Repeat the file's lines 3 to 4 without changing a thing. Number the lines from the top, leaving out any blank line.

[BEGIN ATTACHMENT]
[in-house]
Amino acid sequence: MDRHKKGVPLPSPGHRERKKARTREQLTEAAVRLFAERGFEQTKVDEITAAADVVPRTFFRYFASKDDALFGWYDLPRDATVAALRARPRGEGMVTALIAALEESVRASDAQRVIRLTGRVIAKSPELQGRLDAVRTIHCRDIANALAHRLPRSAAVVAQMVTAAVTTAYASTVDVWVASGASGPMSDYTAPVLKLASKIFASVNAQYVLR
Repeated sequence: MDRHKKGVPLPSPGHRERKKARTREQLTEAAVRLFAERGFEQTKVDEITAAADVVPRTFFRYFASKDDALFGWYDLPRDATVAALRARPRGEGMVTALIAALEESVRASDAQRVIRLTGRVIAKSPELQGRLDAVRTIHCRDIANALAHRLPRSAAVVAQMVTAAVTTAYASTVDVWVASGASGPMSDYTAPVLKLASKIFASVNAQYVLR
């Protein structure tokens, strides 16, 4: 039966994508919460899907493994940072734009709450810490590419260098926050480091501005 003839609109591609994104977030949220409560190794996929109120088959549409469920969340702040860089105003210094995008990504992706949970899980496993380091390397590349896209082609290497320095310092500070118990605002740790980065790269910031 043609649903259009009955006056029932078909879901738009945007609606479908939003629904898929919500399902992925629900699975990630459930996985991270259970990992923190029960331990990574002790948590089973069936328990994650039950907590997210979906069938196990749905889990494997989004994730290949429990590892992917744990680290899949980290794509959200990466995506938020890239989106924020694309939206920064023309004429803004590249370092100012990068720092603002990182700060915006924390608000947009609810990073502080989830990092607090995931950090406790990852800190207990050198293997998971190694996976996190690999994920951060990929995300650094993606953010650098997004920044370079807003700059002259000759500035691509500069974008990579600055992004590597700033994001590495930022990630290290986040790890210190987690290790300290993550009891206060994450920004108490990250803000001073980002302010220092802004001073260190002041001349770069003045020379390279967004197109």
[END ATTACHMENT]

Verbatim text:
Repeated sequence: MDRHKKGVPLPSPGHRERKKARTREQLTEAAVRLFAERGFEQTKVDEITAAADVVPRTFFRYFASKDDALFGWYDLPRDATVAALRARPRGEGMVTALIAALEESVRASDAQRVIRLTGRVIAKSPELQGRLDAVRTIHCRDIANALAHRLPRSAAVVAQMVTAAVTTAYASTVDVWVASGASGPMSDYTAPVLKLASKIFASVNAQYVLR
């Protein structure tokens, strides 16, 4: 039966994508919460899907493994940072734009709450810490590419260098926050480091501005 003839609109591609994104977030949220409560190794996929109120088959549409469920969340702040860089105003210094995008990504992706949970899980496993380091390397590349896209082609290497320095310092500070118990605002740790980065790269910031 043609649903259009009955006056029932078909879901738009945007609606479908939003629904898929919500399902992925629900699975990630459930996985991270259970990992923190029960331990990574002790948590089973069936328990994650039950907590997210979906069938196990749905889990494997989004994730290949429990590892992917744990680290899949980290794509959200990466995506938020890239989106924020694309939206920064023309004429803004590249370092100012990068720092603002990182700060915006924390608000947009609810990073502080989830990092607090995931950090406790990852800190207990050198293997998971190694996976996190690999994920951060990929995300650094993606953010650098997004920044370079807003700059002259000759500035691509500069974008990579600055992004590597700033994001590495930022990630290290986040790890210190987690290790300290993550009891206060994450920004108490990250803000001073980002302010220092802004001073260190002041001349770069003045020379390279967004197109």